Anaya – I’m doing some very what feels like very basic stuff, but it feels like rocket science to me, it really does. And so that will take a little bit of time but I don’t have any inflammation really in my knees to speak of. I did have a little blip, um, a couple of months ago when I did a few things. Number one, I had a dental treatment, um, combined with overdoing it on 3 or 4 nearly successive days. So my triggers for a little bit more inflammation in my knees. We’re not talking about my CRP going over one still or anything, it’s still really, really low. But for me, it really is overdoing the mechanical stimulus that’s my number one really causes inflammation with me. I’m really strong and resilient on food. I mean, I don’t push it anyway, so I guess I don’t know, but I feel like I am. But it’s really important to know your triggers, think and work with them.

Clint – So the dichotomy here is that exercise gets you the greatest results with your knees. And yet in your instance, if you push it just that little bit too far, it’s your greatest trigger. So it’s about getting to maybe that, um, it’s getting to within maybe 10% of your maximum and then backing off. Right. Would you say that’s fair? Yeah.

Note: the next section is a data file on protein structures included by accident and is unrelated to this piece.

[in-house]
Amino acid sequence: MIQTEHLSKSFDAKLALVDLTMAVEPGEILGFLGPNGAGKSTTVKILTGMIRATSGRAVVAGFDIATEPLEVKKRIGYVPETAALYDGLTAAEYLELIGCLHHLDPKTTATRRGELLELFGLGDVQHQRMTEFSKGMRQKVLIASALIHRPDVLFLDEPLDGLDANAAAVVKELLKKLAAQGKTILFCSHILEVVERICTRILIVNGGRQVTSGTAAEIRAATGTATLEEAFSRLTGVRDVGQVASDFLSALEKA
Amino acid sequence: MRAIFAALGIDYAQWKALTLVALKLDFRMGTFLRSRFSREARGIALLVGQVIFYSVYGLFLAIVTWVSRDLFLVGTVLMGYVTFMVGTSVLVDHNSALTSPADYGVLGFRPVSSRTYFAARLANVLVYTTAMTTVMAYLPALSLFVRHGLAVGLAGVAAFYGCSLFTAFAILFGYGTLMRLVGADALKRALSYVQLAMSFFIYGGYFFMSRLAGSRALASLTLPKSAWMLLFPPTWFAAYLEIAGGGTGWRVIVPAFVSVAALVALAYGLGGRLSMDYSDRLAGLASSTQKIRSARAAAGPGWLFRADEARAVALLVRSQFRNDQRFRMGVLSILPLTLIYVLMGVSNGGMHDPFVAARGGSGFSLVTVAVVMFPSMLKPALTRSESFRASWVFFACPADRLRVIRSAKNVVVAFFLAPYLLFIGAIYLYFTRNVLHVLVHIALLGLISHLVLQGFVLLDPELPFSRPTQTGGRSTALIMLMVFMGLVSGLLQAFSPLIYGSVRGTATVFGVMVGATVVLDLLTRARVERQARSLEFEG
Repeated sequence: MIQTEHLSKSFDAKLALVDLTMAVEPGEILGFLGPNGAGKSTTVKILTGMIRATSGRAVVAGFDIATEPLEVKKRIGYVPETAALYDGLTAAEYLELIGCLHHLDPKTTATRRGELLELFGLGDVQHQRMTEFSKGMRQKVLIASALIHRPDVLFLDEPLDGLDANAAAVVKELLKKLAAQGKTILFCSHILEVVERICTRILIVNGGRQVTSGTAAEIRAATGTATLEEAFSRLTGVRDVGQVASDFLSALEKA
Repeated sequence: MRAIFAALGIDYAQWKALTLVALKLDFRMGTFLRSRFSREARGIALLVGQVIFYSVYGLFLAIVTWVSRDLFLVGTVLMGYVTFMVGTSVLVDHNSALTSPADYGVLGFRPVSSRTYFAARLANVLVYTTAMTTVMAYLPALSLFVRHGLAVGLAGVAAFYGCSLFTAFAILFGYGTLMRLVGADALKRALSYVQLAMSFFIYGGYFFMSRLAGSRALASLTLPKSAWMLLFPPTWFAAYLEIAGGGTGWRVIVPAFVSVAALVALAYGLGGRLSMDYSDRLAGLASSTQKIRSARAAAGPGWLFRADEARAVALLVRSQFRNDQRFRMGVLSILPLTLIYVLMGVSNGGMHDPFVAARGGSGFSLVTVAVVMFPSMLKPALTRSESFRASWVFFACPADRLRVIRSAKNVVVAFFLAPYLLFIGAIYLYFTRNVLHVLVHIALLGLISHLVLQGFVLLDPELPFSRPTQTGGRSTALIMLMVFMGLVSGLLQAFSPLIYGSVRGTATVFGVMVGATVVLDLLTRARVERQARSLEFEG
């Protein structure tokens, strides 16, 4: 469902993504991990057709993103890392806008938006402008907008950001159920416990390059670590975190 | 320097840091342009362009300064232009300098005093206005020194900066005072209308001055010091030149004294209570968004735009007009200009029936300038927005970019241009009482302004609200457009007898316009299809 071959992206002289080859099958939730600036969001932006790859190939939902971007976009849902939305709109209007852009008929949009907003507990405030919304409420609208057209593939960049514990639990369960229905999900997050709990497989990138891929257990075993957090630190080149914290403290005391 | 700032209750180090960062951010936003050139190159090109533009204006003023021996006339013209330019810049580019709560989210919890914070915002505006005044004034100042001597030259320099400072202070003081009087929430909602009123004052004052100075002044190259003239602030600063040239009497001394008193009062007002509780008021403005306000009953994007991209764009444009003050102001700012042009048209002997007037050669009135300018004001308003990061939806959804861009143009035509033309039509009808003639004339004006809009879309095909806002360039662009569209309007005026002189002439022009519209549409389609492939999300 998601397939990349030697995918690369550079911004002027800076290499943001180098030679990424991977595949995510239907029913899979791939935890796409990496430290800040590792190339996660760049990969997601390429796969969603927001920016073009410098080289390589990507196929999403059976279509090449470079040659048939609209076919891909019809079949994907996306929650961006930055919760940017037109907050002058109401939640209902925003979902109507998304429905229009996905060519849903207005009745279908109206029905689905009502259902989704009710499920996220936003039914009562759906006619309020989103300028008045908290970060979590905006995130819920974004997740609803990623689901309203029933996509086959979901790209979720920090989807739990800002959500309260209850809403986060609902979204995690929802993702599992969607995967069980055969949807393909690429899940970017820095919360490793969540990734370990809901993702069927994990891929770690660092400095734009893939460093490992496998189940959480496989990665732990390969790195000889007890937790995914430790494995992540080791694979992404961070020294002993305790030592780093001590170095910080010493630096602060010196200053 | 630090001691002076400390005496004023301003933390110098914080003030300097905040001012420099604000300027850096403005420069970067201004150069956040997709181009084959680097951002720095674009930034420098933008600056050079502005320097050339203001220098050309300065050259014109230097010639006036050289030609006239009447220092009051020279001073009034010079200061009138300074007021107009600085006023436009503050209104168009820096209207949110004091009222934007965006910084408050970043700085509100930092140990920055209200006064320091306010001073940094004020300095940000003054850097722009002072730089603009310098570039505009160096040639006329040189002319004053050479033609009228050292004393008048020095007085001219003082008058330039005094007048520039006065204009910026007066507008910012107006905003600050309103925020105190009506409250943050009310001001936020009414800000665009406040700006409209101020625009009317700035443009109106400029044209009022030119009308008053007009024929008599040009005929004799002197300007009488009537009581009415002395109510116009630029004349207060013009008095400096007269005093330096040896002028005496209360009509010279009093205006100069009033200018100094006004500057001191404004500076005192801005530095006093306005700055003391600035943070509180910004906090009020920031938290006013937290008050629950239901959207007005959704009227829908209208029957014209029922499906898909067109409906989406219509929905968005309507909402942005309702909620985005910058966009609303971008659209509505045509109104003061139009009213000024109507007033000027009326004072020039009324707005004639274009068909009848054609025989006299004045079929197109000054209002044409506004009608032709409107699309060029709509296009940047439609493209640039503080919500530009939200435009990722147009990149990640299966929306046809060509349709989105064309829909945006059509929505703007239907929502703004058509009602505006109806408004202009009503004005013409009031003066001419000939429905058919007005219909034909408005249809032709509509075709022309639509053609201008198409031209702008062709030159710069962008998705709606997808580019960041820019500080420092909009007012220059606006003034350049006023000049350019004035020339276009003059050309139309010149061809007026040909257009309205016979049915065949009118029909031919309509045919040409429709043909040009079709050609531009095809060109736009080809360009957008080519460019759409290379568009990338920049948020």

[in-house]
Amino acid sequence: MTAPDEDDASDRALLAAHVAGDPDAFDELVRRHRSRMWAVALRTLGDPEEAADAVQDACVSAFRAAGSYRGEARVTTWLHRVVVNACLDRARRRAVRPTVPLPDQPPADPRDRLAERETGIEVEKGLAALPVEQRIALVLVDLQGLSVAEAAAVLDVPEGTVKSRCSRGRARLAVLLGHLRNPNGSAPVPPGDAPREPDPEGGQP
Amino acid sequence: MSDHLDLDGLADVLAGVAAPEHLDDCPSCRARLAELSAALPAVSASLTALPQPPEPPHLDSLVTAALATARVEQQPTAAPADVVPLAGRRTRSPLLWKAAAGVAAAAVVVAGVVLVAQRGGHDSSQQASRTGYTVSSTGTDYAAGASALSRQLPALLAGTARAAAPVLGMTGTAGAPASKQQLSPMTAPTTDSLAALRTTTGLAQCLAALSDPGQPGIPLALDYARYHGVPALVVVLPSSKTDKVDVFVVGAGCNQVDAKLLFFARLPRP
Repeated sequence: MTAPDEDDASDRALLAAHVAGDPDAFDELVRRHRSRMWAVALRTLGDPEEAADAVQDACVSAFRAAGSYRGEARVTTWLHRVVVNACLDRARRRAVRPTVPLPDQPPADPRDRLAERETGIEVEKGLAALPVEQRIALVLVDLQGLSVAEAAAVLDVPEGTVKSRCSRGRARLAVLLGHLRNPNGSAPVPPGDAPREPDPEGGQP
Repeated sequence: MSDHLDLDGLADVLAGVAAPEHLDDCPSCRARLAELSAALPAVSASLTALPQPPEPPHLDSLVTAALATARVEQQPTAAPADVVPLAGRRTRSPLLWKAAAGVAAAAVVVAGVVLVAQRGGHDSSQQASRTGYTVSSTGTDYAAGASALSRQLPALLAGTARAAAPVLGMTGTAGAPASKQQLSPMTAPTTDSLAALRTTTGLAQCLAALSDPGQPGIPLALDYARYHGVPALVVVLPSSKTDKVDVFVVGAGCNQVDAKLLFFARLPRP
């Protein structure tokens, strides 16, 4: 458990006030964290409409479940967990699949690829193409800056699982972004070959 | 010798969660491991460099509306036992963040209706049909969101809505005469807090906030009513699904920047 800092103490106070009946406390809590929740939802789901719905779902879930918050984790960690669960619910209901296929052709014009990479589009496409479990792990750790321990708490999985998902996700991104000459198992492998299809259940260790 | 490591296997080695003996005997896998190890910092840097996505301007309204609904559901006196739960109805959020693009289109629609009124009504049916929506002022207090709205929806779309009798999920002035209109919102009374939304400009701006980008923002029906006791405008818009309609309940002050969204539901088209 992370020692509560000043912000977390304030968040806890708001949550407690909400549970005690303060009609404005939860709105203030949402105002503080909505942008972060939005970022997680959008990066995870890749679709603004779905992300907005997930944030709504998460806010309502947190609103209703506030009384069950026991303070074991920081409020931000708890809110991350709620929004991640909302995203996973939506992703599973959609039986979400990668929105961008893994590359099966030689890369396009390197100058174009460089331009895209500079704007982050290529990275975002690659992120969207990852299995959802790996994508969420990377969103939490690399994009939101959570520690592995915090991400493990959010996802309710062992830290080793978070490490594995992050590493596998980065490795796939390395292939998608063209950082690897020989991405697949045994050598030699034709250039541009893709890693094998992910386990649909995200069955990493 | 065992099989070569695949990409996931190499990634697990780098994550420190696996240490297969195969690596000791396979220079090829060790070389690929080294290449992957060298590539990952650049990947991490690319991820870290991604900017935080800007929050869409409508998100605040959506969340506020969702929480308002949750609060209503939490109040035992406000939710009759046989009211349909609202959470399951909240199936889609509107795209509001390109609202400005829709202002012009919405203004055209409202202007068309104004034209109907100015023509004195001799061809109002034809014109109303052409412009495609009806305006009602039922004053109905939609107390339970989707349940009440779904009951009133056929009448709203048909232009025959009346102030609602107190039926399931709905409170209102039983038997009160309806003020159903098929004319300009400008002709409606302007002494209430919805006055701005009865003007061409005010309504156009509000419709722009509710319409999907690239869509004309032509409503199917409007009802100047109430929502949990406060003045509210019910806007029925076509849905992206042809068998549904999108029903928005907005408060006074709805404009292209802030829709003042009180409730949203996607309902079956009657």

Anaya – Yeah, absolutely. And I mean, this is in my nature because I love exercise, I love sport, I love getting outside. So it’s in my nature to go and do a bit much. So the other weekend I went on a walk. It’s funny you have all these experiences, but it’s very easy to forget them and to become complacent when you don’t have any pain or have any issues with moving. You know, like I get up in the morning, there’s nothing to notice. I don’t notice that, you know, like strangulation feeling around my knees that I had for so long or anything. So I don’t it’s very easy to forget about things. And I went for a walk and I was like, oh, yeah, I was halfway round and I’m like, oh, this is a circular walk. And I’ve already gone, you know, I was going up a mountain. I’ve already been going for an hour and it’s been three and a half K, you know, uphill routes. And I was like, yeah, maybe this is a bit much. And it’s like, well I’m halfway. What, what I do. So yeah, I am constantly having to check in with myself because again, that’s, that’s knowing me, knowing how I am, and the kind my tendencies. Um, and I don’t always get it right, I really don’t. But luckily, I’ve got enough wiggle room now to know what I need to do and rest. A rest day or two rest days in a row actually really does work for me at this stage of my recovery.